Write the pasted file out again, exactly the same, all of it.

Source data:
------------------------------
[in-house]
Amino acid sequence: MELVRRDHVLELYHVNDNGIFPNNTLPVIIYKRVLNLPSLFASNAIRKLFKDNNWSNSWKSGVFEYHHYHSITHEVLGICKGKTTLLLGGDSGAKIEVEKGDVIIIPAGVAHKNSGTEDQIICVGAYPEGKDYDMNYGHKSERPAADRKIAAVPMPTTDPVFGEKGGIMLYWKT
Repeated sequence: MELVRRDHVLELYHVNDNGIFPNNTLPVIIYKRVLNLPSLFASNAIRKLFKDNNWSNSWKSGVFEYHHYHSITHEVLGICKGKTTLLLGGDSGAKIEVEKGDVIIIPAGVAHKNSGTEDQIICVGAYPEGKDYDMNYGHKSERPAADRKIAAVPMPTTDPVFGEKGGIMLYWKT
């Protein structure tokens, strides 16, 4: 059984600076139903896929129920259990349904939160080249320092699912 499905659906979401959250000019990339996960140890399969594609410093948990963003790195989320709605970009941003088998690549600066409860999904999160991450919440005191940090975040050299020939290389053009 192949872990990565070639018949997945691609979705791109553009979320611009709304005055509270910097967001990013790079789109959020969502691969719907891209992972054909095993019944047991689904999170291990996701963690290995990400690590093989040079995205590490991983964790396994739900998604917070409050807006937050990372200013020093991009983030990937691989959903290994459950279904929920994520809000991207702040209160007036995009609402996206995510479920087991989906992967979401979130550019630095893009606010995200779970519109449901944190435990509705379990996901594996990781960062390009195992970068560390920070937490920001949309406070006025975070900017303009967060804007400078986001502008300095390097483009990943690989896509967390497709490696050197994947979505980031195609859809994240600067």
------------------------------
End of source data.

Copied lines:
[in-house]
Amino acid sequence: MELVRRDHVLELYHVNDNGIFPNNTLPVIIYKRVLNLPSLFASNAIRKLFKDNNWSNSWKSGVFEYHHYHSITHEVLGICKGKTTLLLGGDSGAKIEVEKGDVIIIPAGVAHKNSGTEDQIICVGAYPEGKDYDMNYGHKSERPAADRKIAAVPMPTTDPVFGEKGGIMLYWKT
Repeated sequence: MELVRRDHVLELYHVNDNGIFPNNTLPVIIYKRVLNLPSLFASNAIRKLFKDNNWSNSWKSGVFEYHHYHSITHEVLGICKGKTTLLLGGDSGAKIEVEKGDVIIIPAGVAHKNSGTEDQIICVGAYPEGKDYDMNYGHKSERPAADRKIAAVPMPTTDPVFGEKGGIMLYWKT
């Protein structure tokens, strides 16, 4: 059984600076139903896929129920259990349904939160080249320092699912 499905659906979401959250000019990339996960140890399969594609410093948990963003790195989320709605970009941003088998690549600066409860999904999160991450919440005191940090975040050299020939290389053009 192949872990990565070639018949997945691609979705791109553009979320611009709304005055509270910097967001990013790079789109959020969502691969719907891209992972054909095993019944047991689904999170291990996701963690290995990400690590093989040079995205590490991983964790396994739900998604917070409050807006937050990372200013020093991009983030990937691989959903290994459950279904929920994520809000991207702040209160007036995009609402996206995510479920087991989906992967979401979130550019630095893009606010995200779970519109449901944190435990509705379990996901594996990781960062390009195992970068560390920070937490920001949309406070006025975070900017303009967060804007400078986001502008300095390097483009990943690989896509967390497709490696050197994947979505980031195609859809994240600067």